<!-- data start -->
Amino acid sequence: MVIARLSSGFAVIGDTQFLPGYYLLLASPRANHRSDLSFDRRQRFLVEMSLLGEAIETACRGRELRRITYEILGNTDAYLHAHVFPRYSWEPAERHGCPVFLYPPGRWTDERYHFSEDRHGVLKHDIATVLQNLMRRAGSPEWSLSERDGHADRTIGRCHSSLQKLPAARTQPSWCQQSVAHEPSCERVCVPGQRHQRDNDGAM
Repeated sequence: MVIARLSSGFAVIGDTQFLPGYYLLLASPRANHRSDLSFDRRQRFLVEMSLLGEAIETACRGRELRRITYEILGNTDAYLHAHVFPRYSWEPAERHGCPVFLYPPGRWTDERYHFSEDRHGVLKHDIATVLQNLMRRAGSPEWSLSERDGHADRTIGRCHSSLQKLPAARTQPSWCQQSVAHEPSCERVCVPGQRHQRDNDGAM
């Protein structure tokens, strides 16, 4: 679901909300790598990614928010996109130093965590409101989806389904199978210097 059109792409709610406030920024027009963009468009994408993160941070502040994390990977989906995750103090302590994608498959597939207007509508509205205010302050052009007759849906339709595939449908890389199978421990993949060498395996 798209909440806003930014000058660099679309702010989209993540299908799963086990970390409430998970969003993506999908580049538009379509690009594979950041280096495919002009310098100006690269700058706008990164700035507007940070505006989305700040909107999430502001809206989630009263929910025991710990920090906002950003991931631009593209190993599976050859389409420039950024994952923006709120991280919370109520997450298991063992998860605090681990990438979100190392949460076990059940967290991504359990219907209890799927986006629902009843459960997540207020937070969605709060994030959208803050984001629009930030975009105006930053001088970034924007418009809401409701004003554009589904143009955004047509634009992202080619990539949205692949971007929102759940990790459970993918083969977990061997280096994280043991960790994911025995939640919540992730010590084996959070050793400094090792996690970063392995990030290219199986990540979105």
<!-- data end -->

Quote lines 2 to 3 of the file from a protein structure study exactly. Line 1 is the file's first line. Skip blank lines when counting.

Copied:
Repeated sequence: MVIARLSSGFAVIGDTQFLPGYYLLLASPRANHRSDLSFDRRQRFLVEMSLLGEAIETACRGRELRRITYEILGNTDAYLHAHVFPRYSWEPAERHGCPVFLYPPGRWTDERYHFSEDRHGVLKHDIATVLQNLMRRAGSPEWSLSERDGHADRTIGRCHSSLQKLPAARTQPSWCQQSVAHEPSCERVCVPGQRHQRDNDGAM
């Protein structure tokens, strides 16, 4: 679901909300790598990614928010996109130093965590409101989806389904199978210097 059109792409709610406030920024027009963009468009994408993160941070502040994390990977989906995750103090302590994608498959597939207007509508509205205010302050052009007759849906339709595939449908890389199978421990993949060498395996 798209909440806003930014000058660099679309702010989209993540299908799963086990970390409430998970969003993506999908580049538009379509690009594979950041280096495919002009310098100006690269700058706008990164700035507007940070505006989305700040909107999430502001809206989630009263929910025991710990920090906002950003991931631009593209190993599976050859389409420039950024994952923006709120991280919370109520997450298991063992998860605090681990990438979100190392949460076990059940967290991504359990219907209890799927986006629902009843459960997540207020937070969605709060994030959208803050984001629009930030975009105006930053001088970034924007418009809401409701004003554009589904143009955004047509634009992202080619990539949205692949971007929102759940990790459970993918083969977990061997280096994280043991960790994911025995939640919540992730010590084996959070050793400094090792996690970063392995990030290219199986990540979105």